This plane definitely falls in the famous category of Luft ’46.
So, I paid a visit to my beloved Luft46.com site, a site for the Luft ’46 afficionados that I strongly recommend to all aviation enthusiasts. In there you can find all German WWII project ideas, from the practical to the bizarre, with every available info stated, schematics, specs, artistic renditions, relative models info etc. The site is owned by Mr. Dan Johnson, a really nice and polite guy. Dan granted me permission to use parts of the P.1078c section, including some amazing Ronnie Olsthoorn’s He P.1078C artistic images. A big THANKS, Dan!
In the following Hanns von Rolbeck schematic, you can get an idea of the projected design:
Next are some amazing Ronnie Olsthoorn’s He P.1078C artistic images:
Oh dear, doesn’t it look absolutely stunning in those whatif schemes?
So long (I think….) RLM02 whatif prototype….
And an update.
Here are the kit parts, nicely cast.
1. Very nicely cast resin parts
QC1 gave a smiley thumbs up. I nave to say he was quite impressed by the rarity of the subject and the cast quality:
1. This is a minuscule of a plane
After initial cleanup, the main pars of the fuselage were glued together:
This is how the fuselage looks after the first coarse sanding:
1. It will be the gap filler’s triumph…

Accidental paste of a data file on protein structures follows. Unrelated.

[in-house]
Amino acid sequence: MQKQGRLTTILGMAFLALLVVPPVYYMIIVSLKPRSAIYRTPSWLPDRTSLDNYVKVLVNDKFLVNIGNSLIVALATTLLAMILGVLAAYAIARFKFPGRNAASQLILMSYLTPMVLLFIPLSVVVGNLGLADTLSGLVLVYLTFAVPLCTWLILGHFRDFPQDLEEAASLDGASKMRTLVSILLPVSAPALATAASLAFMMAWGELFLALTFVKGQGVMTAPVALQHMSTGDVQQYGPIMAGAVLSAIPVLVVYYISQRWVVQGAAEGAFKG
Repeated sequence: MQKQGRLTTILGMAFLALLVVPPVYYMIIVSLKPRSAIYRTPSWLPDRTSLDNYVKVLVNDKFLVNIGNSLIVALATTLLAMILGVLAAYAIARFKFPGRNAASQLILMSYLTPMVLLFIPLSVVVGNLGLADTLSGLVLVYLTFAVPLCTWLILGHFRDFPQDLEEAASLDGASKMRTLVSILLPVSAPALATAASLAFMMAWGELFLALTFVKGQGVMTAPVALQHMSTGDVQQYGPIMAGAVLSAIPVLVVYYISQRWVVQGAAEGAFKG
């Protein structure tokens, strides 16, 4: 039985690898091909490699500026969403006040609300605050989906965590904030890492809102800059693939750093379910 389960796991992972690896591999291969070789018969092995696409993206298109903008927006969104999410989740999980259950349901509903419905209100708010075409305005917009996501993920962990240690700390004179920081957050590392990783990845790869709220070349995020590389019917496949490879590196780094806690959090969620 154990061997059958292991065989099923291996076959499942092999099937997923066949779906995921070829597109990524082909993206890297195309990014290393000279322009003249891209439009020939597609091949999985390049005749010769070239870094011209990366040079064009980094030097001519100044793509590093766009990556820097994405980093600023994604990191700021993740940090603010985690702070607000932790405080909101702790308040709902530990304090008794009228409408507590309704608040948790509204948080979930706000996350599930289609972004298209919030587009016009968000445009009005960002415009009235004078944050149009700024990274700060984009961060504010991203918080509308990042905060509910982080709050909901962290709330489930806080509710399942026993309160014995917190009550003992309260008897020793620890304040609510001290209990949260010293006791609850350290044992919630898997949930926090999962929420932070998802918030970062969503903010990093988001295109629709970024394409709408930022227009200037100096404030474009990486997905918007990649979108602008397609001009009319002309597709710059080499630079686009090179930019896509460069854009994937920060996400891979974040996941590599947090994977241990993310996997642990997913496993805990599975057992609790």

Upon viewing those long resin wings to be hanged at good dihedral to the fuselage, in order to avoid horror sessions, I drilled two holes at each wing root and two at the corresponding fuselage mating surfaces, and installed pin pieces in them, The wings have a nice positve hold now!
1. Those pins made a difference!
I didn’t like the blant intake, so decided to give it some depth. After some test drills with my microdrill….
1. Too shallow
2. Test drills. The quality of the resin is truly excellent
… I used my Dremel style tool and carved well inside:
After that, the cockpit floor and a part of the front wheel well wall disappeared.
1. Sheet cockpit floor attempt
Those areas are taken care of by using styrene sheets cut from my sons’ ice creams plastic trays.
1. Opening closed succesfully
Needs a lot of shaping, but looks more believable now: